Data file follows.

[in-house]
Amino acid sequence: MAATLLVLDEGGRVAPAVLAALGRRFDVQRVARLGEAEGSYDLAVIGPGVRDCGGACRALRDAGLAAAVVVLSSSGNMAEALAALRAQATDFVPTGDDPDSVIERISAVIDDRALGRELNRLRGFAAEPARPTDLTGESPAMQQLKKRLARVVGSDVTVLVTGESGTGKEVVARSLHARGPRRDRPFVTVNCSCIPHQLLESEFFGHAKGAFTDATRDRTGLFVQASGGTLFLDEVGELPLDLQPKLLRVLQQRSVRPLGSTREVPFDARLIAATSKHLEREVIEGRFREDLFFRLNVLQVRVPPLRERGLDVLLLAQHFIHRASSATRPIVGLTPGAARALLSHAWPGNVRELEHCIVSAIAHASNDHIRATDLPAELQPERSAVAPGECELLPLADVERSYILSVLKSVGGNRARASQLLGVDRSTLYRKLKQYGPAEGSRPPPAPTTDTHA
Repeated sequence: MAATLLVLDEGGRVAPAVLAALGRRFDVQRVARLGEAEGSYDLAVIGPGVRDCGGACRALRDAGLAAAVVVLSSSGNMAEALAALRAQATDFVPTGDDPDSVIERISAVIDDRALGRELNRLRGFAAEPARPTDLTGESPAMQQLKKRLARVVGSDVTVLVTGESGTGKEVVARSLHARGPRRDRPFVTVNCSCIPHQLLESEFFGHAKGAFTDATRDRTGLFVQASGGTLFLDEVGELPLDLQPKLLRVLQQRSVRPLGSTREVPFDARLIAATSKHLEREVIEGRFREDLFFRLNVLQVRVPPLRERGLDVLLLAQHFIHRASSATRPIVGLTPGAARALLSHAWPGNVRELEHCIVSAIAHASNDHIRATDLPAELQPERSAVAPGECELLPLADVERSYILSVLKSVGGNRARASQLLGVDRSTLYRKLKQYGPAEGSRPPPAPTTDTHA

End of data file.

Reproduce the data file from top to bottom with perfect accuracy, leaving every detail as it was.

[in-house]
Amino acid sequence: MAATLLVLDEGGRVAPAVLAALGRRFDVQRVARLGEAEGSYDLAVIGPGVRDCGGACRALRDAGLAAAVVVLSSSGNMAEALAALRAQATDFVPTGDDPDSVIERISAVIDDRALGRELNRLRGFAAEPARPTDLTGESPAMQQLKKRLARVVGSDVTVLVTGESGTGKEVVARSLHARGPRRDRPFVTVNCSCIPHQLLESEFFGHAKGAFTDATRDRTGLFVQASGGTLFLDEVGELPLDLQPKLLRVLQQRSVRPLGSTREVPFDARLIAATSKHLEREVIEGRFREDLFFRLNVLQVRVPPLRERGLDVLLLAQHFIHRASSATRPIVGLTPGAARALLSHAWPGNVRELEHCIVSAIAHASNDHIRATDLPAELQPERSAVAPGECELLPLADVERSYILSVLKSVGGNRARASQLLGVDRSTLYRKLKQYGPAEGSRPPPAPTTDTHA
Repeated sequence: MAATLLVLDEGGRVAPAVLAALGRRFDVQRVARLGEAEGSYDLAVIGPGVRDCGGACRALRDAGLAAAVVVLSSSGNMAEALAALRAQATDFVPTGDDPDSVIERISAVIDDRALGRELNRLRGFAAEPARPTDLTGESPAMQQLKKRLARVVGSDVTVLVTGESGTGKEVVARSLHARGPRRDRPFVTVNCSCIPHQLLESEFFGHAKGAFTDATRDRTGLFVQASGGTLFLDEVGELPLDLQPKLLRVLQQRSVRPLGSTREVPFDARLIAATSKHLEREVIEGRFREDLFFRLNVLQVRVPPLRERGLDVLLLAQHFIHRASSATRPIVGLTPGAARALLSHAWPGNVRELEHCIVSAIAHASNDHIRATDLPAELQPERSAVAPGECELLPLADVERSYILSVLKSVGGNRARASQLLGVDRSTLYRKLKQYGPAEGSRPPPAPTTDTHA